In the future I'm hoping to do something working with animation or robotics. I'm not sure where I'll end up yet, but I'm definitely excited for what's ahead!

What are you studying?
I'm a junior studying Computer Science Engineering with a minor in math!

How did you become interested in computer science?
I became interested in CS through a outreach program similar to GWC, hosted by Google with Dr. Dillon (woot woot!) and another professor at MSU.

What's something cool you've done with computer science?
I built a mock website with Target employees for a coding competition.

What are you hoping to do with computer science in the future?
Whatever I end up doing with computer science, I hope to make a positive impact on others.

What are you studying?
I'm a junior studying Computer Science Engineering, Advanced Mathematics and Statistics!

How did you become interested in computer science?
I grew up hoping to pursue a career in STEM, but figured I'd pursue mechanical or electrical engineering until high school. FIRST robotics and AP Computer Science led me to develop an interest in code.

What's something cool you've done with computer science?
I've designed algorithms to coordinate multi-robot teams as an undergraduate researcher here at MSU!

What are you hoping to do with computer science in the future?
I plan to pursue a PhD in machine learning & artificial intelligence, and ultimately hope to become a professor.

Thanks for making last Saturday a blast, everyone. We can't wait to see you this Saturday!

-The SGWC Team

Week 1 Meeting Information

We're thrilled to see you all tomorrow, Saturday, January 23rd at 10a ET, for our first SGWC meeting of the spring!

    1. Meeting Information

    Join us on Gather anytime after 9:45a ET on Saturday at the following link:

    Gather is built around the idea of virtual proximity, described further at this link. If you happen to "get lost" or "stuck," or need to reach a mentor, try resetting your position by following the steps in the image below. A mentor will always be stationed at the reset point and will be able to help.

    2. Technical Support

    We'll be running a "backup" Zoom meeting every Saturday morning for technical support. If you're unable to log into Gather or encounter any other technical difficulties, please join our "backup" Zoom with the following link:

    3. Questions?

    You can reach us anytime with questions or concerns at info@spartangwc.org.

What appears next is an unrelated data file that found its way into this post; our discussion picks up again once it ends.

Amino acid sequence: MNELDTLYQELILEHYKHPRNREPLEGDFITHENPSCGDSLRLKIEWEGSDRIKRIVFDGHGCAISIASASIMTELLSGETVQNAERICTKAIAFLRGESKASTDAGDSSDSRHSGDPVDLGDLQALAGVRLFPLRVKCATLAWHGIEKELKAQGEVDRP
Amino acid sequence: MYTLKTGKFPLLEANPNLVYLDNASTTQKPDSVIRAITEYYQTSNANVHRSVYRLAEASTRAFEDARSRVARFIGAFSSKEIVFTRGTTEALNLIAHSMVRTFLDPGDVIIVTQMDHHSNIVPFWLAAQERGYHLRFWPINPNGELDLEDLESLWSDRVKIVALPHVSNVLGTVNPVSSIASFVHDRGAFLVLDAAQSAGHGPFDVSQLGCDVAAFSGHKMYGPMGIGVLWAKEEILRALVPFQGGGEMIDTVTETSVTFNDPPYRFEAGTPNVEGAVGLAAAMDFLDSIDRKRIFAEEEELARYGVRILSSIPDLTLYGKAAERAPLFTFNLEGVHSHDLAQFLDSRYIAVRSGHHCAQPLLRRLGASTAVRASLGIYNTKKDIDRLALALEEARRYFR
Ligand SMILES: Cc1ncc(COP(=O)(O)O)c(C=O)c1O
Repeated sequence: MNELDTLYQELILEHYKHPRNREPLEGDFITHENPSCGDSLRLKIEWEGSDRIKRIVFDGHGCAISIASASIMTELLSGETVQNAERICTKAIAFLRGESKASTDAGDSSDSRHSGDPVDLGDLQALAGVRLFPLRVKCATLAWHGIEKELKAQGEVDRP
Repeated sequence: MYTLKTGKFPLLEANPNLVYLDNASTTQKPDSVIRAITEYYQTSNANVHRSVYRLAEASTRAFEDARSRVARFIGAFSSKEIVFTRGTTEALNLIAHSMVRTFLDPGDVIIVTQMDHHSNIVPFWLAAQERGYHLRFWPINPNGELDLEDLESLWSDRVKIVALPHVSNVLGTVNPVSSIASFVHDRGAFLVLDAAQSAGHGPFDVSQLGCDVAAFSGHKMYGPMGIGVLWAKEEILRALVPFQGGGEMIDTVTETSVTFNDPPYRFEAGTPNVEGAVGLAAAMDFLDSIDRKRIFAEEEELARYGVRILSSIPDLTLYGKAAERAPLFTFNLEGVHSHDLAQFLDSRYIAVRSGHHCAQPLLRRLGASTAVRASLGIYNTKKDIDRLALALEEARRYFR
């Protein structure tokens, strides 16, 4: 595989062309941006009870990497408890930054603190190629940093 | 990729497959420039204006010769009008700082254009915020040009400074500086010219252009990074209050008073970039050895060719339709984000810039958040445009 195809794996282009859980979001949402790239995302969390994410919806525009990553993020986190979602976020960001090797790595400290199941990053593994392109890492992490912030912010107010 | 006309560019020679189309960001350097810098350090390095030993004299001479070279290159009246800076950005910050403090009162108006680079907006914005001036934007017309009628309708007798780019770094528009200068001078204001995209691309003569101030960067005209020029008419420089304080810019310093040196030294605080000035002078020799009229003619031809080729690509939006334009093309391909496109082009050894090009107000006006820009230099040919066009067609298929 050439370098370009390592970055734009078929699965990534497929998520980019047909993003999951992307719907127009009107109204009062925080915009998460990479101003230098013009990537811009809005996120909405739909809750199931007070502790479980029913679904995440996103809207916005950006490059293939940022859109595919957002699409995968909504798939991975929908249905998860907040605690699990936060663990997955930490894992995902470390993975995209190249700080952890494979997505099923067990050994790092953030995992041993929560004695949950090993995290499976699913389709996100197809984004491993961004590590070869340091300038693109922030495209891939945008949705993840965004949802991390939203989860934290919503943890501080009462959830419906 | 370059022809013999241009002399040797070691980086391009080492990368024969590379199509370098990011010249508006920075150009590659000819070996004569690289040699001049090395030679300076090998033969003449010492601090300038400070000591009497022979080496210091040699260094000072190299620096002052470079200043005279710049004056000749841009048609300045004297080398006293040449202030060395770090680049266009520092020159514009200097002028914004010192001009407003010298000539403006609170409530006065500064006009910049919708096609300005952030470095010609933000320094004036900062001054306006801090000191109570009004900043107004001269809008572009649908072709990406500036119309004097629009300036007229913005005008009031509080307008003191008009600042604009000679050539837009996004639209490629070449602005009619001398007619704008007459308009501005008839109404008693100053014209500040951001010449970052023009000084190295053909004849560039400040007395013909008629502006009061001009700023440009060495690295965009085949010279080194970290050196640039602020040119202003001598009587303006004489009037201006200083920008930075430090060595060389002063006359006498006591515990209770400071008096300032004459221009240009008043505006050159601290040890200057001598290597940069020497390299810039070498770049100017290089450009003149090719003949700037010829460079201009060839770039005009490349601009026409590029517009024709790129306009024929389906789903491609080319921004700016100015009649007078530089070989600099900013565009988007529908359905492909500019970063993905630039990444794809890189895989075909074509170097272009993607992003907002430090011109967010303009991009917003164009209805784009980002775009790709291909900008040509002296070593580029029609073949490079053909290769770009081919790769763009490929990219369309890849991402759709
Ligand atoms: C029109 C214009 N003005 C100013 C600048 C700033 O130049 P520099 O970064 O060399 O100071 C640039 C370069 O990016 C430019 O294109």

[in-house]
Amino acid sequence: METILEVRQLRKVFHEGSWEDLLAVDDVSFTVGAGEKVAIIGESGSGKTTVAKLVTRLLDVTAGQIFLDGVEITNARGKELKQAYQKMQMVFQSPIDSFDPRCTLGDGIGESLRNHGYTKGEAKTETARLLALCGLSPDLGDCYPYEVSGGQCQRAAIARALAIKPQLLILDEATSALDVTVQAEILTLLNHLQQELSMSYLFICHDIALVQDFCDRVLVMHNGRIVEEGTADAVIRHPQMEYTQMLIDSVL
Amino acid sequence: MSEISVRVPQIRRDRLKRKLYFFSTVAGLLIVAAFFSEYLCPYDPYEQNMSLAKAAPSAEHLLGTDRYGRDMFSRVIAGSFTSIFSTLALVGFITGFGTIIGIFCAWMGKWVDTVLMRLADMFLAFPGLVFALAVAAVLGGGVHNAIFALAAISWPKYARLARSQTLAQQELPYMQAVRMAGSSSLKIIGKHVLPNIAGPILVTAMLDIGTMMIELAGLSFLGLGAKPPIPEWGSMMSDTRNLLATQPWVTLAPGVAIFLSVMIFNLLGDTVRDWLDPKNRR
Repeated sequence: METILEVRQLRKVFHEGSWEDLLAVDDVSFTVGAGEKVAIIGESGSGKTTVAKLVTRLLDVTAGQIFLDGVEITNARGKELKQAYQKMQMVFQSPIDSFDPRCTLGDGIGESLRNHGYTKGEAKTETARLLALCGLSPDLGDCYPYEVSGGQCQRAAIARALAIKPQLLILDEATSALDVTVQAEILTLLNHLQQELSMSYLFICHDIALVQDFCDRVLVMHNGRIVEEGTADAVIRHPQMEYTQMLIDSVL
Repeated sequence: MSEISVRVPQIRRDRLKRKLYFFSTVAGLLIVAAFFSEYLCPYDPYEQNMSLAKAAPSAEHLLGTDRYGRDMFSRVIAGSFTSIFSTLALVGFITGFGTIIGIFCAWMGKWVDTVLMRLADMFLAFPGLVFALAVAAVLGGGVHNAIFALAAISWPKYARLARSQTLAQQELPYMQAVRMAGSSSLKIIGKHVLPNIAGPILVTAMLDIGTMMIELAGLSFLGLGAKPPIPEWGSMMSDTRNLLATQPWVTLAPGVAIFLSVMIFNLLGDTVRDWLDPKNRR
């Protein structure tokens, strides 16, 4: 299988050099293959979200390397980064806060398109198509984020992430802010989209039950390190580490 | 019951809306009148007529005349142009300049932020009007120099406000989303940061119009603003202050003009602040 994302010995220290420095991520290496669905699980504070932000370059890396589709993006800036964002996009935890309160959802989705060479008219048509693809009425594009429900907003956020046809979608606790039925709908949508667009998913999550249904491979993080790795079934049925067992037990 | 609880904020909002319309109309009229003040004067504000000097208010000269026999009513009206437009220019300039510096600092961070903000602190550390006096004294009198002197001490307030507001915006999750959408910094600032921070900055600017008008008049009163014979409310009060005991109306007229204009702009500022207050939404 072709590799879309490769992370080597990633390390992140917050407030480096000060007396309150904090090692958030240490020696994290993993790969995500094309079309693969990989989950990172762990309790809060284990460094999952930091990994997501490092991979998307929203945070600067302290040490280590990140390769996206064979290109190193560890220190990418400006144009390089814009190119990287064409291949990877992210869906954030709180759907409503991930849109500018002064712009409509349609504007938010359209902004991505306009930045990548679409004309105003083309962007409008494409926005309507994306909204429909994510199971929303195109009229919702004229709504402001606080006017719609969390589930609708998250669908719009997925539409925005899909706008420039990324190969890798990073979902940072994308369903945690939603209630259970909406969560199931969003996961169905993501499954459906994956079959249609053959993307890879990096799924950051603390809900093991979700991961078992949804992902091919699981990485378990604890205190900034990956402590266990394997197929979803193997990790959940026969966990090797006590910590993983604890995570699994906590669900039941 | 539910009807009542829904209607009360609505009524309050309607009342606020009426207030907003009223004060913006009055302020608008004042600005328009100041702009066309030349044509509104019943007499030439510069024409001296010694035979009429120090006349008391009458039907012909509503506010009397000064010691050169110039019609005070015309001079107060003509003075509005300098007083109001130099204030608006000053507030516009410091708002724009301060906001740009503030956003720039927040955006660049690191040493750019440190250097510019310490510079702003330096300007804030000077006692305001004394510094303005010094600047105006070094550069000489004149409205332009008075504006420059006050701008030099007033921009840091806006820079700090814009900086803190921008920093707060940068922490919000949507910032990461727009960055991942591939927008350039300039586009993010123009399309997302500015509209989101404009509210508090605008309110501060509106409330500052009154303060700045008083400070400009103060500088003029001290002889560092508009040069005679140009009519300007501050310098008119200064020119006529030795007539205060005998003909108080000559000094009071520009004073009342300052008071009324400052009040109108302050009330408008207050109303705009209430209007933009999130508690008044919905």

We prefer you join the "backup" Zoom meeting linked above if your issue arises on Saturday morning, but we'll be checking email and will do our best to respond promptly!

-The SGWC Team

Welcome to SGWC!

Believe it or not, we're only one week away from the start of SGWC!

To make sure we're all on the same (virtual) page prior to our first meeting on Saturday, January 23rd at 10a ET, we've got a number of updates to share with you.

If you have any questions or encounter technical difficulties, you can reach us at info@spartangwc.org. We'll respond promptly!

    1. Meeting Link & Password

    To maintain privacy and security, we will be sending out a new link and password every Friday for the following Saturday's SGWC meeting. Keep an eye on your inbox and subscribe to our Remind service (see below) for the meeting information each week! The link and password for our first meeting on Saturday, 1/23 will be sent out on Friday, 1/22.

    2. Consent Forms

    If you have not yet submitted the Spring 2021 SGWC Consent Form, please do so as soon as possible. This is required by MSU Youth Program Policy—the form should take no more than 5 minutes to complete.

    3. Remind

    Subscribe to our Remind service to receive instant updates about the Spring 2021 session (including meeting links & passwords). Text @s21sgwc to 81010 or follow this link to subscribe. We'll continue to send weekly updates via email, but we know how full inboxes can become!

    4. Gather.Town

    Let's face it: we're all tired of Zoom these days. So, we'll be using a new platform for the Spring 2021 session of SGWC: Gather. We think it will make for a great online learning experience! You can find more information in Gather's documentation, but we provide a brief summary below.

    Gather is built around the idea of virtual proximity: you can move into and out of conversations in a virtual space by moving an avatar of yourself. When your avatar is near another person's avatar, their video and audio will connect with yours and you'll be able to chat with them. When your avatars move apart, your video and audio will disconnect. This makes it easy for multiple groups of people to hold separate conversations at the same time without the hassle of breakout rooms. In a sense, it recreates in-person interactions!

    We'll be giving a full tutorial and demo of Gather at our first meeting, so don't stress about it! We think you'll like it much better than Zoom.

    5. Attendance